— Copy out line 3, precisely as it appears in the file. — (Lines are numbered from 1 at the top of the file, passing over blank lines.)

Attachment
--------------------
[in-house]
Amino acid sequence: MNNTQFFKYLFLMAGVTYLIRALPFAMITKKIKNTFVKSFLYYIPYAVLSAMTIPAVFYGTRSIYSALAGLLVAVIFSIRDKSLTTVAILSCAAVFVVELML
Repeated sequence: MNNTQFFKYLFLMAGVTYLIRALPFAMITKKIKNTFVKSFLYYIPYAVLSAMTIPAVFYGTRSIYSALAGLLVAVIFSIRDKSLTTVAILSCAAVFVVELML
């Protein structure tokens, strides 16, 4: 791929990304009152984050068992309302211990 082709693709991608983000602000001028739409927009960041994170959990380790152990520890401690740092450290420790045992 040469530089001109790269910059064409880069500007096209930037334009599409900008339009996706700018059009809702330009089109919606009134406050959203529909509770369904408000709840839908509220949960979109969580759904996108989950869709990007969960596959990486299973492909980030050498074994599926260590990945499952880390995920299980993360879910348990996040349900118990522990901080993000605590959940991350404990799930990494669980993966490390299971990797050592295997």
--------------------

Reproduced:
Repeated sequence: MNNTQFFKYLFLMAGVTYLIRALPFAMITKKIKNTFVKSFLYYIPYAVLSAMTIPAVFYGTRSIYSALAGLLVAVIFSIRDKSLTTVAILSCAAVFVVELML